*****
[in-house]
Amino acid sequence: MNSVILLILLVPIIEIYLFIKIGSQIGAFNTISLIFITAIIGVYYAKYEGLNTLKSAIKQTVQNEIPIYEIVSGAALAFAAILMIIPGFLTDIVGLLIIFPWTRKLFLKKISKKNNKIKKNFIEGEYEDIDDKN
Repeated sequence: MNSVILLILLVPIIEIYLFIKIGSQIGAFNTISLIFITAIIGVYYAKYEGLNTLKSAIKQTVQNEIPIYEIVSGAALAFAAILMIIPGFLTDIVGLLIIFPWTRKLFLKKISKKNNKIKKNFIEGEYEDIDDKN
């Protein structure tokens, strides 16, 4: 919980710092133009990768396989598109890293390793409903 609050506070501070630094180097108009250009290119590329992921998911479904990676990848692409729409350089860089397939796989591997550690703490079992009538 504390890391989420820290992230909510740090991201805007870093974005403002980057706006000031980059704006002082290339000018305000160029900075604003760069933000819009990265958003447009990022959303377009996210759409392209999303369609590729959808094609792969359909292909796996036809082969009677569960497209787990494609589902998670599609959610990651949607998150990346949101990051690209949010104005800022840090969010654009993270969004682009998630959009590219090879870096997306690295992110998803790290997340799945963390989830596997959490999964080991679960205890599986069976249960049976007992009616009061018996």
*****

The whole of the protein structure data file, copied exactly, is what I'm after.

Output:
[in-house]
Amino acid sequence: MNSVILLILLVPIIEIYLFIKIGSQIGAFNTISLIFITAIIGVYYAKYEGLNTLKSAIKQTVQNEIPIYEIVSGAALAFAAILMIIPGFLTDIVGLLIIFPWTRKLFLKKISKKNNKIKKNFIEGEYEDIDDKN
Repeated sequence: MNSVILLILLVPIIEIYLFIKIGSQIGAFNTISLIFITAIIGVYYAKYEGLNTLKSAIKQTVQNEIPIYEIVSGAALAFAAILMIIPGFLTDIVGLLIIFPWTRKLFLKKISKKNNKIKKNFIEGEYEDIDDKN
């Protein structure tokens, strides 16, 4: 919980710092133009990768396989598109890293390793409903 609050506070501070630094180097108009250009290119590329992921998911479904990676990848692409729409350089860089397939796989591997550690703490079992009538 504390890391989420820290992230909510740090991201805007870093974005403002980057706006000031980059704006002082290339000018305000160029900075604003760069933000819009990265958003447009990022959303377009996210759409392209999303369609590729959808094609792969359909292909796996036809082969009677569960497209787990494609589902998670599609959610990651949607998150990346949101990051690209949010104005800022840090969010654009993270969004682009998630959009590219090879870096997306690295992110998803790290997340799945963390989830596997959490999964080991679960205890599986069976249960049976007992009616009061018996």